the great floods of Winnipeg back in the mid-1990s. Me, I had kind of forgotten about the rain by the time I had woken
up and jumped outside my tent. "Oh, I guess it rained last night" was all I could seem to say. As you can see, there were
hundred (maybe thousands) of tents in the campground. They were everywhere. And the campground at night? It was truly a carnival
of laughter, though I will leave the descriptions and feelings of such for another story...
I even managed to find a dinosaur foot in the mud, much to my surprise. That's the nice thing about walking through mud up to
knees and then through a bit of sand -- your feet get kind of coated, like shake-n-bake chicken, and you just stand around
and wait for someone to chomp. [Ahem] I seem to be getting a little distracted. Let's get back to the music, shall we?
This picture of the festival store gives you a good idea to what extent there was mud. It was much fun walking through there,
navigating people as you slip and slide your way around. That day I managed to replace my favorite, autographed Nields CD 'gotta get
over gretta' with a new one (because I lent mine to a friend and never got it back...), along with some Hawksley Workman, some more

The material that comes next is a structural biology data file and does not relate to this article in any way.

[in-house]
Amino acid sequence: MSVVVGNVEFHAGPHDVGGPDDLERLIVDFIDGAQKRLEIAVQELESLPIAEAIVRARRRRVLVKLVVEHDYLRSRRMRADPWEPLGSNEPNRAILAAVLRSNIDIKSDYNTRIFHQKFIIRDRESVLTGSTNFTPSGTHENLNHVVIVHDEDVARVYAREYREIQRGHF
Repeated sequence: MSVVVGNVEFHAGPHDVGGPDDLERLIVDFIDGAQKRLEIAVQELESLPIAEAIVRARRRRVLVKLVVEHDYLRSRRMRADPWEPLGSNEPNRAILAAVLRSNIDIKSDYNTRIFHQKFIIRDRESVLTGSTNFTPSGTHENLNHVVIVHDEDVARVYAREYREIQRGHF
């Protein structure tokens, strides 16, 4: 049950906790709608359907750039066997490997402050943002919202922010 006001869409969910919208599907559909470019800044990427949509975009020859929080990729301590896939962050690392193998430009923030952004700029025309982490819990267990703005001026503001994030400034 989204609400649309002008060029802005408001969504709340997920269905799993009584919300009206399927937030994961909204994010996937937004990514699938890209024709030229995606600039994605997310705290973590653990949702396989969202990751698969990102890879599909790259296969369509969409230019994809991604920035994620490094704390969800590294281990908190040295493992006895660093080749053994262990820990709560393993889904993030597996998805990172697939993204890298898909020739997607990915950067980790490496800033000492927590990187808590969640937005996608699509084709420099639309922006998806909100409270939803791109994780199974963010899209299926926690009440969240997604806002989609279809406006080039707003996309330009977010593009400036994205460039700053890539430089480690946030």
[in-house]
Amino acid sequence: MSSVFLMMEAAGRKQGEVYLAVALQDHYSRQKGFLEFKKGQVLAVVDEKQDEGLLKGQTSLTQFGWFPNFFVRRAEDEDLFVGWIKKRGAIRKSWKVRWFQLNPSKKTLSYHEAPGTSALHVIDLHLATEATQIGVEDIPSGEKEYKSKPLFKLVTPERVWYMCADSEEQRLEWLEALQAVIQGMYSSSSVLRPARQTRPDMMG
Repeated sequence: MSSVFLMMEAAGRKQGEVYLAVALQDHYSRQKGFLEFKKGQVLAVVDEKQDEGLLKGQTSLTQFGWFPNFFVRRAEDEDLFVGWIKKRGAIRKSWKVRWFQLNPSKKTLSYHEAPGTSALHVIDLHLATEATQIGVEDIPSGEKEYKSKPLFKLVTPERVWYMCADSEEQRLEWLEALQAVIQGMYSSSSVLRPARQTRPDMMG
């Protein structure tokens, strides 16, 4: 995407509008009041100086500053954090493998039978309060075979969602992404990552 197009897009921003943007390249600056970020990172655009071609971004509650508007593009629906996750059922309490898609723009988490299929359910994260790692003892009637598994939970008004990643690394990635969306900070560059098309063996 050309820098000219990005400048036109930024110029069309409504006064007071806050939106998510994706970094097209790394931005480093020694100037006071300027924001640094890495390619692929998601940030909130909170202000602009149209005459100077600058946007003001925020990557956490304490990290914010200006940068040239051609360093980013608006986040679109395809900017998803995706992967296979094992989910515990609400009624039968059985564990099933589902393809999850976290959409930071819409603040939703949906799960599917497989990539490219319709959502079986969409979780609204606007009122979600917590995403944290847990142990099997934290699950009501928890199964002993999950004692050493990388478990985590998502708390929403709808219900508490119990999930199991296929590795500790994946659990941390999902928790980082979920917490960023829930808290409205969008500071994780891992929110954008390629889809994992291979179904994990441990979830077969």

Ellen Thorn, and surely a bunch more than I can't think of at the moment. There were lots of other cool people at the festival too,
many of whose CDs I already seem to own,
like Dan Bern
and Dar Williams, each performing on the main stage.
At this point I have stopped writing for a second to take a look at what this page looks like. A little cramped, near the bottom
I think, so it stands to reason that I need to perhaps put in a little bit more commentary. You know, like they say on the radio
on all those awful classic rawk stations, except in reverse: more talk, less rock. And that's what I'm really good at, less rock.
haha. Really, I have come to the conclusion that you can only make a web page so cramped, and after that people started to get
pissed off. So, that being said it's time to move on to page 2.